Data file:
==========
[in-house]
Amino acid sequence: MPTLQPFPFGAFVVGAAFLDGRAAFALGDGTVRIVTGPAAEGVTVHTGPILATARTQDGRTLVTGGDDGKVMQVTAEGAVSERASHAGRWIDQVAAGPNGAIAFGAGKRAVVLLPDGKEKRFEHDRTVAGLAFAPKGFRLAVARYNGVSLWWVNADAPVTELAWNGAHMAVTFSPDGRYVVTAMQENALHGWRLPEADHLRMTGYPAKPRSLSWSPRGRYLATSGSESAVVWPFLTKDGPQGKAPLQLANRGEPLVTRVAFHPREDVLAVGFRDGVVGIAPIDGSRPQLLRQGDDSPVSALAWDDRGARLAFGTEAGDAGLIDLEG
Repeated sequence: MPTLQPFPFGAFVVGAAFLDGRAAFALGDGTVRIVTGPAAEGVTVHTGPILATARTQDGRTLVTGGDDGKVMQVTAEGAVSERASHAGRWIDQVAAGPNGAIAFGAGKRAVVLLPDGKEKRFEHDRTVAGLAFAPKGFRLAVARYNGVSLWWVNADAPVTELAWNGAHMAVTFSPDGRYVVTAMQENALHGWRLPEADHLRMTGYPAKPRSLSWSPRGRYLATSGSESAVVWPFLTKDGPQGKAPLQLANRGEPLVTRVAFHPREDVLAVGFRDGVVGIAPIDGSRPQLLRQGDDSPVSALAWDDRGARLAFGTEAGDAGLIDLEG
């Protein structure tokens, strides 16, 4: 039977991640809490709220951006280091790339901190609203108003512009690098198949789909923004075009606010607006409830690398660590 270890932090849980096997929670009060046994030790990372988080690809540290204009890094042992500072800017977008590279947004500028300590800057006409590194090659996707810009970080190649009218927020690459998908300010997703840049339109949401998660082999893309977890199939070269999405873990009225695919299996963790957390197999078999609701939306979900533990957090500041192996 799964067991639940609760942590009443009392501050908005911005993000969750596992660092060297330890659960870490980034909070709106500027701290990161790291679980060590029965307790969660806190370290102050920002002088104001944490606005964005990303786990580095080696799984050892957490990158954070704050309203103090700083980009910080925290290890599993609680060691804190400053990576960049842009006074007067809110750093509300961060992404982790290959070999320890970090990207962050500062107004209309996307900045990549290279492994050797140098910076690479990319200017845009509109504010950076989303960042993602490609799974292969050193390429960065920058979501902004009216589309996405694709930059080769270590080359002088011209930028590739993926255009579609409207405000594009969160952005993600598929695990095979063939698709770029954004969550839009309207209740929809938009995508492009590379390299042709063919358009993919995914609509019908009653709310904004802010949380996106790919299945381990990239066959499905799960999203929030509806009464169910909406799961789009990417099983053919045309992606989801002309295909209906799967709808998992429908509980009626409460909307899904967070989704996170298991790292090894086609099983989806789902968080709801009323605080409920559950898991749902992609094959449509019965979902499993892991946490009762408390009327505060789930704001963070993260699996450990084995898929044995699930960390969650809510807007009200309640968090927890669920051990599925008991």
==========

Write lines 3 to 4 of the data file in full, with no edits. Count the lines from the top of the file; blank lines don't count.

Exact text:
Repeated sequence: MPTLQPFPFGAFVVGAAFLDGRAAFALGDGTVRIVTGPAAEGVTVHTGPILATARTQDGRTLVTGGDDGKVMQVTAEGAVSERASHAGRWIDQVAAGPNGAIAFGAGKRAVVLLPDGKEKRFEHDRTVAGLAFAPKGFRLAVARYNGVSLWWVNADAPVTELAWNGAHMAVTFSPDGRYVVTAMQENALHGWRLPEADHLRMTGYPAKPRSLSWSPRGRYLATSGSESAVVWPFLTKDGPQGKAPLQLANRGEPLVTRVAFHPREDVLAVGFRDGVVGIAPIDGSRPQLLRQGDDSPVSALAWDDRGARLAFGTEAGDAGLIDLEG
């Protein structure tokens, strides 16, 4: 039977991640809490709220951006280091790339901190609203108003512009690098198949789909923004075009606010607006409830690398660590 270890932090849980096997929670009060046994030790990372988080690809540290204009890094042992500072800017977008590279947004500028300590800057006409590194090659996707810009970080190649009218927020690459998908300010997703840049339109949401998660082999893309977890199939070269999405873990009225695919299996963790957390197999078999609701939306979900533990957090500041192996 799964067991639940609760942590009443009392501050908005911005993000969750596992660092060297330890659960870490980034909070709106500027701290990161790291679980060590029965307790969660806190370290102050920002002088104001944490606005964005990303786990580095080696799984050892957490990158954070704050309203103090700083980009910080925290290890599993609680060691804190400053990576960049842009006074007067809110750093509300961060992404982790290959070999320890970090990207962050500062107004209309996307900045990549290279492994050797140098910076690479990319200017845009509109504010950076989303960042993602490609799974292969050193390429960065920058979501902004009216589309996405694709930059080769270590080359002088011209930028590739993926255009579609409207405000594009969160952005993600598929695990095979063939698709770029954004969550839009309207209740929809938009995508492009590379390299042709063919358009993919995914609509019908009653709310904004802010949380996106790919299945381990990239066959499905799960999203929030509806009464169910909406799961789009990417099983053919045309992606989801002309295909209906799967709808998992429908509980009626409460909307899904967070989704996170298991790292090894086609099983989806789902968080709801009323605080409920559950898991749902992609094959449509019965979902499993892991946490009762408390009327505060789930704001963070993260699996450990084995898929044995699930960390969650809510807007009200309640968090927890669920051990599925008991």